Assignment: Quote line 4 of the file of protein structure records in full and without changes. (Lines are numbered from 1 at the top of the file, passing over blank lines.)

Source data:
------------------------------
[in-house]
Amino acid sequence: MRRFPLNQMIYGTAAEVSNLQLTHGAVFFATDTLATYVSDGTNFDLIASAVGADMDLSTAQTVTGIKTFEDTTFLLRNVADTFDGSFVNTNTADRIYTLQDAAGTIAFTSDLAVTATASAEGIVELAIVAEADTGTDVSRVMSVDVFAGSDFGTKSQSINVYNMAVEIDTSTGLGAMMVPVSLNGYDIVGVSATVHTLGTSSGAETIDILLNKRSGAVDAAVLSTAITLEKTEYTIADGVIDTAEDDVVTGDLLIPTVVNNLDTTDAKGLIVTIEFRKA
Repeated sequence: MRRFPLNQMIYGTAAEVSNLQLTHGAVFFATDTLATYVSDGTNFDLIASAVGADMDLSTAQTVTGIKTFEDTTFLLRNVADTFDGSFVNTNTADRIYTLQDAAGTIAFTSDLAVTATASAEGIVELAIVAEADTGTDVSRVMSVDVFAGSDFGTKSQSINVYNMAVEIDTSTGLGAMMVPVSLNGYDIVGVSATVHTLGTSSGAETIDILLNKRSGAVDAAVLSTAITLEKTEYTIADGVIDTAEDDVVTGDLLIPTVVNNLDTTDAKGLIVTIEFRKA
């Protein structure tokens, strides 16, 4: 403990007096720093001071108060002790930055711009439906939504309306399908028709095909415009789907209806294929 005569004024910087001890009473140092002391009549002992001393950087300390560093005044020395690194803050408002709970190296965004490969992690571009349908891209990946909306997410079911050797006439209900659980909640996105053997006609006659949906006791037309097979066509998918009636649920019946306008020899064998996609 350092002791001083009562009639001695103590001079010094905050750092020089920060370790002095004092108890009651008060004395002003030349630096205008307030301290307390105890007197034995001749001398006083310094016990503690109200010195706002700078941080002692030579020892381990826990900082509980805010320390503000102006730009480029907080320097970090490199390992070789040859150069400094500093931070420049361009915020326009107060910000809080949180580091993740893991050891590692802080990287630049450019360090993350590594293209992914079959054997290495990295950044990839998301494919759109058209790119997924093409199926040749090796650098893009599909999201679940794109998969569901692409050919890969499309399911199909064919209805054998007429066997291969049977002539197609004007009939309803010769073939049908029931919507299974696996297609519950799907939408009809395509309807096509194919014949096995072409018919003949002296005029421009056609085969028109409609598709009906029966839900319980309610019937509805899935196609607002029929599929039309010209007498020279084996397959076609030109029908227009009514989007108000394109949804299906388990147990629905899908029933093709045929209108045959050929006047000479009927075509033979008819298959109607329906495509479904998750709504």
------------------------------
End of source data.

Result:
């Protein structure tokens, strides 16, 4: 403990007096720093001071108060002790930055711009439906939504309306399908028709095909415009789907209806294929 005569004024910087001890009473140092002391009549002992001393950087300390560093005044020395690194803050408002709970190296965004490969992690571009349908891209990946909306997410079911050797006439209900659980909640996105053997006609006659949906006791037309097979066509998918009636649920019946306008020899064998996609 350092002791001083009562009639001695103590001079010094905050750092020089920060370790002095004092108890009651008060004395002003030349630096205008307030301290307390105890007197034995001749001398006083310094016990503690109200010195706002700078941080002692030579020892381990826990900082509980805010320390503000102006730009480029907080320097970090490199390992070789040859150069400094500093931070420049361009915020326009107060910000809080949180580091993740893991050891590692802080990287630049450019360090993350590594293209992914079959054997290495990295950044990839998301494919759109058209790119997924093409199926040749090796650098893009599909999201679940794109998969569901692409050919890969499309399911199909064919209805054998007429066997291969049977002539197609004007009939309803010769073939049908029931919507299974696996297609519950799907939408009809395509309807096509194919014949096995072409018919003949002296005029421009056609085969028109409609598709009906029966839900319980309610019937509805899935196609607002029929599929039309010209007498020279084996397959076609030109029908227009009514989007108000394109949804299906388990147990629905899908029933093709045929209108045959050929006047000479009927075509033979008819298959109607329906495509479904998750709504």